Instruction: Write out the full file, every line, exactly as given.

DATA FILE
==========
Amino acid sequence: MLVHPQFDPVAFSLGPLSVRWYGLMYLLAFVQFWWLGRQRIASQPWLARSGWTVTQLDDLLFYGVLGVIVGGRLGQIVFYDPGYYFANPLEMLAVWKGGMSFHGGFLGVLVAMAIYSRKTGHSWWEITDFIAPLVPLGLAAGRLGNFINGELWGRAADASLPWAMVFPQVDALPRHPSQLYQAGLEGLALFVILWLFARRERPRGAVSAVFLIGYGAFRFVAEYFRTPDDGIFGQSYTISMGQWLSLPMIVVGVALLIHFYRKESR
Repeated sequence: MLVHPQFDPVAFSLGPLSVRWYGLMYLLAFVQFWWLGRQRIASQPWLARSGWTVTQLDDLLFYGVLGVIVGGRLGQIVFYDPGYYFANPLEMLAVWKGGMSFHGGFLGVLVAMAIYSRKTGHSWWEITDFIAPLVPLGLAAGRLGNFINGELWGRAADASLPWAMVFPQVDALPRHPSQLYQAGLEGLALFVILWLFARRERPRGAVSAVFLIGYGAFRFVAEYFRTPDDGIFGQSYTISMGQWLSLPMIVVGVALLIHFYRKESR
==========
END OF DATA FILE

Amino acid sequence: MLVHPQFDPVAFSLGPLSVRWYGLMYLLAFVQFWWLGRQRIASQPWLARSGWTVTQLDDLLFYGVLGVIVGGRLGQIVFYDPGYYFANPLEMLAVWKGGMSFHGGFLGVLVAMAIYSRKTGHSWWEITDFIAPLVPLGLAAGRLGNFINGELWGRAADASLPWAMVFPQVDALPRHPSQLYQAGLEGLALFVILWLFARRERPRGAVSAVFLIGYGAFRFVAEYFRTPDDGIFGQSYTISMGQWLSLPMIVVGVALLIHFYRKESR
Repeated sequence: MLVHPQFDPVAFSLGPLSVRWYGLMYLLAFVQFWWLGRQRIASQPWLARSGWTVTQLDDLLFYGVLGVIVGGRLGQIVFYDPGYYFANPLEMLAVWKGGMSFHGGFLGVLVAMAIYSRKTGHSWWEITDFIAPLVPLGLAAGRLGNFINGELWGRAADASLPWAMVFPQVDALPRHPSQLYQAGLEGLALFVILWLFARRERPRGAVSAVFLIGYGAFRFVAEYFRTPDDGIFGQSYTISMGQWLSLPMIVVGVALLIHFYRKESR